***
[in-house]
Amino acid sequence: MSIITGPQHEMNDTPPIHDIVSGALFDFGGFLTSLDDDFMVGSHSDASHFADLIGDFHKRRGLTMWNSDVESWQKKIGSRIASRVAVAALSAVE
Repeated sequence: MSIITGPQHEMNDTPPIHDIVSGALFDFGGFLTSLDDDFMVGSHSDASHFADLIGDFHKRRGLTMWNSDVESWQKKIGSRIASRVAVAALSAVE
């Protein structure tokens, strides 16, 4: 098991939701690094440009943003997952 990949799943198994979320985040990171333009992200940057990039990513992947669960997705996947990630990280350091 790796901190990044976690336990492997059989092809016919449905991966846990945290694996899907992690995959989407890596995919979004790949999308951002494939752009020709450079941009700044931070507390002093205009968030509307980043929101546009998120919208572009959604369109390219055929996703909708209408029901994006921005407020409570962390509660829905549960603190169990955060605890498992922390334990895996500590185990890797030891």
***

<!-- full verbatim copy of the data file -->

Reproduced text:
[in-house]
Amino acid sequence: MSIITGPQHEMNDTPPIHDIVSGALFDFGGFLTSLDDDFMVGSHSDASHFADLIGDFHKRRGLTMWNSDVESWQKKIGSRIASRVAVAALSAVE
Repeated sequence: MSIITGPQHEMNDTPPIHDIVSGALFDFGGFLTSLDDDFMVGSHSDASHFADLIGDFHKRRGLTMWNSDVESWQKKIGSRIASRVAVAALSAVE
């Protein structure tokens, strides 16, 4: 098991939701690094440009943003997952 990949799943198994979320985040990171333009992200940057990039990513992947669960997705996947990630990280350091 790796901190990044976690336990492997059989092809016919449905991966846990945290694996899907992690995959989407890596995919979004790949999308951002494939752009020709450079941009700044931070507390002093205009968030509307980043929101546009998120919208572009959604369109390219055929996703909708209408029901994006921005407020409570962390509660829905549960603190169990955060605890498992922390334990895996500590185990890797030891």